Thursday, June 17, 2010

Informing the FMEA

By Dr. Scott Rudge
Risk reduction tools are all the rage in pharmaceutical, biotech and medical device process/product development and manufacturing. The International Conference on Harmonization has enshrined some of the techniques common in risk management in their Q9 guidance, “Quality Risk Management”. The Failure Modes and Effects Analysis, or FMEA, is one of the most useful and popular tools described. The FMEA stems from a military procedure, published in 1949 as MIL-P-1629, and has been applied in many different ways. The most used method in the health care involves making a list of potential ways in which a process can “fail”, or produce out of specification results. After this list has been generated, each failure mode in the list is assessed for its proclivity to “Occur”, “Be Severe” and “Be Detected”. Typically, these are scored from 1 to 10, with 10 being the worst case for each category, and 1 being the best case. The scores are multiplied together, and the product (mathematically speaking) is called the “Risk Priority Number”, or RPN. Then, typically, development work is directed towards the failure modes with the highest RPN.

The problem is, it’s very hard to assign a ranking from 1 to 10 for each of these categories in a scientific manner. More often, a diverse group of experts from process and product development, quality, manufacturing, regulatory, analytical and other stake holding departments, convene a meeting and assign rankings based on their experience. This is done once in the product life-cycle, and never revisited as actual manufacturing data start to accumulate. And, while large companies with mature products have become more sophisticated, and can pull data from other similar or “platform” products, small companies and development companies can really only rely on the opinion of experts, either from internal or external sources. The same considerations apply to small market or orphan drugs.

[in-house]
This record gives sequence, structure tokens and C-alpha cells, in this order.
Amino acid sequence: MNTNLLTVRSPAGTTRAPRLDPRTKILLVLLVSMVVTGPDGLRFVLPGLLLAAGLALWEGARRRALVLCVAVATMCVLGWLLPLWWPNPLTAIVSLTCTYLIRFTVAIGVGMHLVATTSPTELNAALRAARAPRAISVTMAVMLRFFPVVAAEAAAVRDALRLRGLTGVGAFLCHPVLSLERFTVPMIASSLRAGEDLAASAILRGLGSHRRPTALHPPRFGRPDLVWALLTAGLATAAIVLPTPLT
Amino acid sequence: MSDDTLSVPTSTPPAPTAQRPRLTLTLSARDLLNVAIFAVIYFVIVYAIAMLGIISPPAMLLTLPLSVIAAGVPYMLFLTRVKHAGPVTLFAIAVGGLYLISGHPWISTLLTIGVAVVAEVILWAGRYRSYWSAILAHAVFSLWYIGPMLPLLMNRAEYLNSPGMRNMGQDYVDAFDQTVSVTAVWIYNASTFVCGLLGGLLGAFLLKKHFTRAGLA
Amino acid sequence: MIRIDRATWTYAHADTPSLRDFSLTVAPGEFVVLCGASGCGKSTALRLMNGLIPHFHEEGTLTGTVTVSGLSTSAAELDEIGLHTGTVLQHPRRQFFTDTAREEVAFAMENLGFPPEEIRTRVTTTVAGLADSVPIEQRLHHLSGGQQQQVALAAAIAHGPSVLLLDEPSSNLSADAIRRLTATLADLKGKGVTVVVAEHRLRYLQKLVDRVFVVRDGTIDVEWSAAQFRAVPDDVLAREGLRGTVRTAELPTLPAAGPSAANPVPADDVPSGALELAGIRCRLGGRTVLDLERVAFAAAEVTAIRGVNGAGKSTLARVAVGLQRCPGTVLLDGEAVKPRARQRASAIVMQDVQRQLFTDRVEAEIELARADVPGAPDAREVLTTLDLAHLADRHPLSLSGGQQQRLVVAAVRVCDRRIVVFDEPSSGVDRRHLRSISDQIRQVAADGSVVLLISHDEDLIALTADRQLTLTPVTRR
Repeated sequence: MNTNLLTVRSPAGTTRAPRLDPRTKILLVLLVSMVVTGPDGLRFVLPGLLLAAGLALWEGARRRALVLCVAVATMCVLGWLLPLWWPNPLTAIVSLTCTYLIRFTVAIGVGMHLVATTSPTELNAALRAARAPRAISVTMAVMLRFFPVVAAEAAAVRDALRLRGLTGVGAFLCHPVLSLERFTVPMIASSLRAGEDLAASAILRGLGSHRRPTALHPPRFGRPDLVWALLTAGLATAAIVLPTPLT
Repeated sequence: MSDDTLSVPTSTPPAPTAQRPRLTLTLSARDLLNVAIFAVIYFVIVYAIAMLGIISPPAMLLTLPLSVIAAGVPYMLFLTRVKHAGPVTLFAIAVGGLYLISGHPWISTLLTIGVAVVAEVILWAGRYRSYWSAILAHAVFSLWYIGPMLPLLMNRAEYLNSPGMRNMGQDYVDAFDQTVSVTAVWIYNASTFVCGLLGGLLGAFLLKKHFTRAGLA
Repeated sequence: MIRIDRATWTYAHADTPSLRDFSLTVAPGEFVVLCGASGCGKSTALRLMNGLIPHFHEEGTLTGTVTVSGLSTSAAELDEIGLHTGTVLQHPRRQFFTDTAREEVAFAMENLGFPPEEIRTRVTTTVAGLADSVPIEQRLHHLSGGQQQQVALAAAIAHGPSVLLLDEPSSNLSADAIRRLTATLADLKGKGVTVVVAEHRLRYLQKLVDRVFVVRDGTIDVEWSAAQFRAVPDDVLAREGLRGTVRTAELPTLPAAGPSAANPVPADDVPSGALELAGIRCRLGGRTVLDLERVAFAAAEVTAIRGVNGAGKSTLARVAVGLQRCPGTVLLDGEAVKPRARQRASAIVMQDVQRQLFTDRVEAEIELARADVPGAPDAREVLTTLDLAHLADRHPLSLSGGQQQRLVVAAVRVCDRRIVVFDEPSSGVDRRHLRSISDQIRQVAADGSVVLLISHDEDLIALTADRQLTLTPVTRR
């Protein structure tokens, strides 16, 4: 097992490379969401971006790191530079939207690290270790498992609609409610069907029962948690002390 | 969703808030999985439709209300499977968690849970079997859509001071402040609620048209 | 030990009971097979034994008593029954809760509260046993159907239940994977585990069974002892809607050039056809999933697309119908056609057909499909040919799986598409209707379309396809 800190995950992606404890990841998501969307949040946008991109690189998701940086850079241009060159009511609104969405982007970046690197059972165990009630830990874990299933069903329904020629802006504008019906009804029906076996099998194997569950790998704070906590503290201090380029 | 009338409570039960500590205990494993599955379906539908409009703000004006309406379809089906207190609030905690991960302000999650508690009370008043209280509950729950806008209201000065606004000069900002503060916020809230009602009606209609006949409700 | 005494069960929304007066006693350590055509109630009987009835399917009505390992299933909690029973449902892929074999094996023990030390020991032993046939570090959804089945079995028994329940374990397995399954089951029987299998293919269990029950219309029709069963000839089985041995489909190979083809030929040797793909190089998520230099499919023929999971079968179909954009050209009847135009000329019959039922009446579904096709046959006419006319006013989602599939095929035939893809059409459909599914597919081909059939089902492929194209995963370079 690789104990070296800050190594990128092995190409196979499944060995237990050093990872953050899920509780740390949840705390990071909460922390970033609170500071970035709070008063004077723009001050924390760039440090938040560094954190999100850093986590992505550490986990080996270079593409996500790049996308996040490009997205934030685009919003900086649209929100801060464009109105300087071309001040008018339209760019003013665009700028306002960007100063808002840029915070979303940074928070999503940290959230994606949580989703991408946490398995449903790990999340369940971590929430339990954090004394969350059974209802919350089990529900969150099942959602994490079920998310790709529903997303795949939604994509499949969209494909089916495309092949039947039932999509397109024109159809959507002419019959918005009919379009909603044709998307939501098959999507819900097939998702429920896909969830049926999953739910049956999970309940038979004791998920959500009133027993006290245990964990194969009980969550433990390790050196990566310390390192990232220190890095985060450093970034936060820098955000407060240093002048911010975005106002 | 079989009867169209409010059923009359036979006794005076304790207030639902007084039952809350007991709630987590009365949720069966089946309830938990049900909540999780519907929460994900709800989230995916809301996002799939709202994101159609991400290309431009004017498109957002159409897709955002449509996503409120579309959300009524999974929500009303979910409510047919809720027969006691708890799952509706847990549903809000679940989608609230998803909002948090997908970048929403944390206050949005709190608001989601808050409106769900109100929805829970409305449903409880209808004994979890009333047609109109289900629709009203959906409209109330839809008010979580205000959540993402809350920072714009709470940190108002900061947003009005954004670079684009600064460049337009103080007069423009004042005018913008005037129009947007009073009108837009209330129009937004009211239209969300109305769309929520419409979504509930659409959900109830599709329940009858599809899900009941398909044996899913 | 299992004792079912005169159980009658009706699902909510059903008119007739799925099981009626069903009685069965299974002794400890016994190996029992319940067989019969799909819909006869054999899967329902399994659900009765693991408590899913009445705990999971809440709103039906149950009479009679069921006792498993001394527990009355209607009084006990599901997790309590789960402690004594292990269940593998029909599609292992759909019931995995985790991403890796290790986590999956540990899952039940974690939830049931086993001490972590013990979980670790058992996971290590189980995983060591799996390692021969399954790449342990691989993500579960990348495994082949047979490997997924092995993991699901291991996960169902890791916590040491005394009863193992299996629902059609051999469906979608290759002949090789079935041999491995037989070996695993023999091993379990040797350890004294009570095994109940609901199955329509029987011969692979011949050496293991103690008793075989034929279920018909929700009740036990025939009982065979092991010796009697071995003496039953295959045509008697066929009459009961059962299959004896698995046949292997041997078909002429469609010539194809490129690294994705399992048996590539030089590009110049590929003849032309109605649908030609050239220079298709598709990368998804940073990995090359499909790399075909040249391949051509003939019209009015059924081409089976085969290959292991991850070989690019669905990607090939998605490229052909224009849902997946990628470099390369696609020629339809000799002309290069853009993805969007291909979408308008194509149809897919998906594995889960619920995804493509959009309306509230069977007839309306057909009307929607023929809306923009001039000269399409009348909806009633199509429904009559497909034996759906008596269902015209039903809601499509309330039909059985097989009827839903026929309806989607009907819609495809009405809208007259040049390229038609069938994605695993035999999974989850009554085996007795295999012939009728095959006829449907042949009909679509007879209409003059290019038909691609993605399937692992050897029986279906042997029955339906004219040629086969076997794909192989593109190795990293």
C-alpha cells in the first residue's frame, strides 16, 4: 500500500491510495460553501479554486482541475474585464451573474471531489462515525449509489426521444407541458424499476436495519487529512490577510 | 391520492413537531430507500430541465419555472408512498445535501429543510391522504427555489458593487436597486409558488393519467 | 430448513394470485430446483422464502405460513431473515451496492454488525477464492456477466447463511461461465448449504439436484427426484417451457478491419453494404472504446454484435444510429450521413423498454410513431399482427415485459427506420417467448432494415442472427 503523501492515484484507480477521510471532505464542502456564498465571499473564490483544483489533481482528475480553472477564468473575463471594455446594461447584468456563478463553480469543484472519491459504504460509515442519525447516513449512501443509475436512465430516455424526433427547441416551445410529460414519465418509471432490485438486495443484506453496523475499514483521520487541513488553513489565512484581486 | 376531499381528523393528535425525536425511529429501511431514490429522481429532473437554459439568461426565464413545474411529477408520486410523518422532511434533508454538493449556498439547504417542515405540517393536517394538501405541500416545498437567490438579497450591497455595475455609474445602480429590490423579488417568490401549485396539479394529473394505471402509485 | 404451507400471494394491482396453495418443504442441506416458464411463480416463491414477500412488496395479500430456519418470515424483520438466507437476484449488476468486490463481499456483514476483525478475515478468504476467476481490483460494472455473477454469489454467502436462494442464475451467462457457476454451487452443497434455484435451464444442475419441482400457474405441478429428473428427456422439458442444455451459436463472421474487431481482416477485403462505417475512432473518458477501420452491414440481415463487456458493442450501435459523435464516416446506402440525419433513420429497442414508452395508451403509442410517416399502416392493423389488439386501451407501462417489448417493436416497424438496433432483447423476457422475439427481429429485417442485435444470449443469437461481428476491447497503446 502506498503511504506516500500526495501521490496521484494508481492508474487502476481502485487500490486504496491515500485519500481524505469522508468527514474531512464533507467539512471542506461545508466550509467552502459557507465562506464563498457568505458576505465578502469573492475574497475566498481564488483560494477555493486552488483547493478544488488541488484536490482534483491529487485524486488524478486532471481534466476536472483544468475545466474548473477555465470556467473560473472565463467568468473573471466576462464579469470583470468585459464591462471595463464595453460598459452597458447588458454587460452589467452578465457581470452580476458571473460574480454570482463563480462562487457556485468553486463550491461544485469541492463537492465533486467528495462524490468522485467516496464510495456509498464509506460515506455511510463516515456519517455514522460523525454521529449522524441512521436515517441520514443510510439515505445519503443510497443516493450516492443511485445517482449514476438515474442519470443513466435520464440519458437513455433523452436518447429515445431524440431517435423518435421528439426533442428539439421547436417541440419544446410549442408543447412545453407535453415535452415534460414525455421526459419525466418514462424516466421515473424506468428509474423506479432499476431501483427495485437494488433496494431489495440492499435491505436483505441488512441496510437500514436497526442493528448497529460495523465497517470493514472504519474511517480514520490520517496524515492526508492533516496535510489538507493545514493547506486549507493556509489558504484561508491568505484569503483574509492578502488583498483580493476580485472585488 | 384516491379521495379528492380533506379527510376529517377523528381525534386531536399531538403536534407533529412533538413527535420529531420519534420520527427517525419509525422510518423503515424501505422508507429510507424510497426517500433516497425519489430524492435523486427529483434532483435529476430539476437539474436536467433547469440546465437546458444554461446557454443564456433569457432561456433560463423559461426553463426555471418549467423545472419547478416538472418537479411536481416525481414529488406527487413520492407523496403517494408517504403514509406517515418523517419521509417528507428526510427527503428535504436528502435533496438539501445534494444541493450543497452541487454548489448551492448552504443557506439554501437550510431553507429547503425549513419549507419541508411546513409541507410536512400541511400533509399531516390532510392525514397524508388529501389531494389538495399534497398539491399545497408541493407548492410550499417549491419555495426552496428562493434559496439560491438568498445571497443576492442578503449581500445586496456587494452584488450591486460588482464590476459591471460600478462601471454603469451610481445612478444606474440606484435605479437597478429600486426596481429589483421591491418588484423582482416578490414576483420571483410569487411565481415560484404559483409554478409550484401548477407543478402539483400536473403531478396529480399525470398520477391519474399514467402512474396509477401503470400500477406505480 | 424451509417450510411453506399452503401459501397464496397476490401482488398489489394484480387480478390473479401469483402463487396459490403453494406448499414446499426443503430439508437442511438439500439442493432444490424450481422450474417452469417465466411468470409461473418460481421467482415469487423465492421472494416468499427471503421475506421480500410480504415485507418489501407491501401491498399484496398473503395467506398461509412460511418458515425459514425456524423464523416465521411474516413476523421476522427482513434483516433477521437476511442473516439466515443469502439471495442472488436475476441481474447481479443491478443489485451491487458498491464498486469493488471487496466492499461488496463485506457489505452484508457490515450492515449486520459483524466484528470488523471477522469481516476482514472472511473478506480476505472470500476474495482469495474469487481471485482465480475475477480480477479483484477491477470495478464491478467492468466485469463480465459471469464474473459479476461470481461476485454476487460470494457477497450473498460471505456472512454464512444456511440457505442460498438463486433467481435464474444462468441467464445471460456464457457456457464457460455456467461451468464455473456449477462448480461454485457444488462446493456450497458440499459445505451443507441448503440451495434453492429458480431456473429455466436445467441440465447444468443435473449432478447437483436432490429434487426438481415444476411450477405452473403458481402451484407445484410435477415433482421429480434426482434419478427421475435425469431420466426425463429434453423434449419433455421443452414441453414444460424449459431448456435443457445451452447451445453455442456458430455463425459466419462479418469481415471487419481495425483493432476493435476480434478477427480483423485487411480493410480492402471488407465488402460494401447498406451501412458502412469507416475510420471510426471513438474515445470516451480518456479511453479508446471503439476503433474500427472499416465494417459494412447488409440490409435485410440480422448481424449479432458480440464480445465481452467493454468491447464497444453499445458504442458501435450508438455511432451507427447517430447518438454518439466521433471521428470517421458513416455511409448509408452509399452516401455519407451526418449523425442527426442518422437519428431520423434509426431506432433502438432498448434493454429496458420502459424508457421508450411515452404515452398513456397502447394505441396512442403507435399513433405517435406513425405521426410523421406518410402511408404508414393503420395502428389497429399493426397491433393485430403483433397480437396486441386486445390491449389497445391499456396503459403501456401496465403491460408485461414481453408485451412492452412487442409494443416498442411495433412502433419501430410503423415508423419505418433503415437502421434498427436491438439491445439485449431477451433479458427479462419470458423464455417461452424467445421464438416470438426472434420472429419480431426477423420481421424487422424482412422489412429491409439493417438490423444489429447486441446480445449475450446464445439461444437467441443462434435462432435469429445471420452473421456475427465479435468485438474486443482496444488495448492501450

Each of these categories can probably be informed by data, but by far the easiest to assign a numerical value to is the “Occurrence” ranking. A typical Occurrence ranking chart might look something like this:

These rankings come from “piece” manufacturing, where thousands to millions of widgets might be manufactured in a short period of time. This kind of manufacturing rarely applies in the health care industry. However, this evaluation fits very nicely with the Capability Index analysis.

The Capability Index is calculated by dividing the variability of a process into its allowable variable range. Or, said less obtusely, dividing the specification range by the standard deviation of the process performance. The capability index is directly related to the probability that a process will operate out of range or out of specification. This table, found on Wikipedia (my source for truth), gives an example of the correlation between the calculated capability index to the probability of failure:

As a reminder, the capability index is the upper specification limit minus the lower specification limit divided by six times the standard deviation of the process. The two tables can be combined to be approximately:
How many process data points are required to calculate a capability index? Of course, the larger the number of points, the better the estimate of average and standard deviation, but technically, two or three data points will get you started. Is it better than guessing?

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